Delimit Scope set_of_scope with set_of.
Bind Scope set_of_scope with set_of.

Infix "∪" := union' (at level 40) : set_of_scope.
Infix "∩" := intersection' (at level 40) : set_of_scope.```

### Finiteness

Again, we will characterize finite sets using bijections to `fin n`. We first transform the set `X` into a type `to_type X`, so we can form the type of bijections `to_type X <--> fin n`. Like `fin`, we define `to_type A` as a sigma type. Thanks to the predicate `X` being boolean, there is at most one proof `p : X a` for each `a`, so the type `{ a : A | X a }` has exactly one inhabitant for each inhabitant `a : A` satisfying `X a`.

```Definition to_type {A : Type} (X : set_of A) : Type := { a : A | X a }.

Coercion to_type : set_of >-> Sortclass.```

We obtain a notion of finite set by imitating the structure of `finite_type`. The set-as-predicate `X` is finite if the set-as-type `to_type X` is finite.

```Record finite_set_of (A : Type) : Type :=
{ elem_of :> set_of A
; fso_is_finite :> is_finite (to_type elem_of)
}.```

Similarly, a `finite_type_of` can be coerced to a `finite_type`.

```Definition to_finite_type {A} (X : finite_set_of A) : finite_type :=
{| ft_type := elem_of X
;  ft_is_finite := X |}.

Coercion to_finite_type : finite_set_of >-> finite_type.```

### Finite unions and intersections

We then prove that the union and intersection of finite sets are finite. This is actually fairly challenging, since proving finiteness means to calculate the cardinality of the set and to construct the associated bijection. Unlike sum and product, there is no simple formula for the cardinality of union and intersection. One candidate may seem to be the binary inclusion-exclusion formula:

``#|X ∪ Y| = #|X| + #|Y| - #|X ∩ Y|``

But that only gives the cardinality of the union in terms of the intersection, or vice versa, and we don’t know either yet.

Rather than constructing the bijections directly, we decompose the proof. The intuition is that `X ∪ Y` and `X ∩ Y` can easily be “bounded” by known finite sets, namely `X + Y` and `X` respectively. By “bounded”, we mean that there is an injection from one set to the other.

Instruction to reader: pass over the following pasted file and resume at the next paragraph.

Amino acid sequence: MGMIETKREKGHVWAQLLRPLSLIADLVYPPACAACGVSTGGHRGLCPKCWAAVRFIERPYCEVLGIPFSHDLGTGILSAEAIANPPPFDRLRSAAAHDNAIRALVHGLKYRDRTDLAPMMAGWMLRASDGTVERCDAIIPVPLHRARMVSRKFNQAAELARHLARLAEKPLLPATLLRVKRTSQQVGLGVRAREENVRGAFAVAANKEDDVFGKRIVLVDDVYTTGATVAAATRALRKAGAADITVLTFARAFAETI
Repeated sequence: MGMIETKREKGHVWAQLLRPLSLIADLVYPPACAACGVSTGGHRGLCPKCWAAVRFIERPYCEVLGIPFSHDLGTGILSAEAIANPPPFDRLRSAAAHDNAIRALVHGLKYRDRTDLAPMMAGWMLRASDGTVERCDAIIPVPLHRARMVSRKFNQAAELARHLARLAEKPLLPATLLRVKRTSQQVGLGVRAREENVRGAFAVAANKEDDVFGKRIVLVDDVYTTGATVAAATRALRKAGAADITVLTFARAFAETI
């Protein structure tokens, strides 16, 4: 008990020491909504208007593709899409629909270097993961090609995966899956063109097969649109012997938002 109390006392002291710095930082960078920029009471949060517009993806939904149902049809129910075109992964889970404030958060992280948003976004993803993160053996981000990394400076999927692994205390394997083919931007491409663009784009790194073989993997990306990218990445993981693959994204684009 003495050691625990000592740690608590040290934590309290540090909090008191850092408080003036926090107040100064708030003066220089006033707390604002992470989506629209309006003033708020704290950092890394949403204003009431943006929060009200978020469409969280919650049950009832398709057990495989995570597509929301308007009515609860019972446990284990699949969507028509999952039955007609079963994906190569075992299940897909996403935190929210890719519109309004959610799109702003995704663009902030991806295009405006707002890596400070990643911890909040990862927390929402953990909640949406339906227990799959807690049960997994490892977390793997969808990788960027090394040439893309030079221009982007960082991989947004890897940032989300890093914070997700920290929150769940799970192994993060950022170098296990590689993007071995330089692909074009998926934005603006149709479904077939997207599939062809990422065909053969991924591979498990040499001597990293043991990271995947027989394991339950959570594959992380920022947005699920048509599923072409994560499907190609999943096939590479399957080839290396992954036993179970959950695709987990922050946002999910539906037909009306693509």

The standard definition of injectivity is via an implication `f x = f y -> x = y`. However, a better definition for our purposes comes from a one-sided inverse property: a function `f : A -> B` is a section if there exists another function `g : B -> A` (called a retraction) such that `g (f x) = x`. Every section is an injection, but the converse requires the law of excluded middle.

```Record is_section {A B} (to : A -> B) (from : B -> A) : Prop :=
{ s_from_to : forall a, from (to a) = a }.

Record section (A B : Type) : Type :=
{ s_from : A -> B
; s_to : B -> A
; s_is_section : is_section s_from s_to }.```

The point is that, given a section to a finite set, `section A (fin n)`, we can construct a bijection `A <--> fin m` for some `m`, that is smaller than `n`. We formalize this result with a proof-relevant sigma type.

```Definition section_bijection (A : Type) (n : nat)
: section A (fin n) -> { m & A <--> fin m }.A: Typen: natsection A (fin n) -> {m : nat & A <--> fin m}

This construction is rather involved. It is much more general than when we were looking specifically at union and intersection, but at the same time it is easier to come up with as it abstracts away the distracting details of those operations.

Now there is a section from `X ∪ Y` to `X + Y`, and from `X ∩ Y` to `X`.

```Definition section_union {A} (X Y : set_of A)
: section (X ∪ Y)%set_of (X + Y).A: TypeX, Y: set_of Asection (X ∪ Y)%set_of (X + Y)

Definition section_intersection {A} (X Y : set_of A)
: section (X ∩ Y)%set_of X.A: TypeX, Y: set_of Asection (X ∩ Y)%set_of X

We can then rely on the finiteness of `X` and `X + Y` to extend those sections to `fin n` for some `n` via the following theorem:

```Theorem section_extend (A B C : Type)
: section A B -> (B <--> C) -> section A C.A, B, C: Typesection A B -> B <--> C -> section A C

Definition section_union' {A} (X Y : finite_set_of A)
: section (X ∪ Y)%set_of (fin (#|X| + #|Y|)).A: TypeX, Y: finite_set_of Asection (X ∪ Y)%set_of (fin (#| X | + #| Y |))
Proof.A: TypeX, Y: finite_set_of Asection (X ∪ Y)%set_of (fin (#| X | + #| Y |))
eapply section_extend.A: TypeX, Y: finite_set_of Asection (X ∪ Y)%set_of ?BA: TypeX, Y: finite_set_of A?B <--> fin (#| X | + #| Y |)
-A: TypeX, Y: finite_set_of Asection (X ∪ Y)%set_of ?B apply section_union.
-A: TypeX, Y: finite_set_of AX + Y <--> fin (#| X | + #| Y |) apply is_finite_sum.
Qed.

Definition section_intersection' {A} (X Y : finite_set_of A)
: section (X ∩ Y)%set_of (fin #|X|).A: TypeX, Y: finite_set_of Asection (X ∩ Y)%set_of (fin #| X |)
Proof.A: TypeX, Y: finite_set_of Asection (X ∩ Y)%set_of (fin #| X |)
eapply section_extend.A: TypeX, Y: finite_set_of Asection (X ∩ Y)%set_of ?BA: TypeX, Y: finite_set_of A?B <--> fin #| X |
-A: TypeX, Y: finite_set_of Asection (X ∩ Y)%set_of ?B apply section_intersection.
-A: TypeX, Y: finite_set_of AX <--> fin #| X | apply enum.
Qed.```

Finally, by `section_bijection`, we obtain finiteness proofs of `union'` and `intersection'`, which let us define `union` and `intersection` properly as operations on finite sets.

```Theorem is_finite_union {A} {X Y : set_of A}
(FX : is_finite X) (FY : is_finite Y)
: is_finite (X ∪ Y)%set_of.A: TypeX, Y: set_of AFX: is_finite XFY: is_finite Yis_finite (X ∪ Y)%set_of
Proof.A: TypeX, Y: set_of AFX: is_finite XFY: is_finite Yis_finite (X ∪ Y)%set_of
refine {| enum := projT2 (section_bijection _) |}.A: TypeX, Y: set_of AFX: is_finite XFY: is_finite Ysection (X ∪ Y)%set_of (fin ?Goal)
eapply (section_extend (B := X + Y)%type).A: TypeX, Y: set_of AFX: is_finite XFY: is_finite Ysection (X ∪ Y)%set_of (X + Y)A: TypeX, Y: set_of AFX: is_finite XFY: is_finite YX + Y <--> fin ?Goal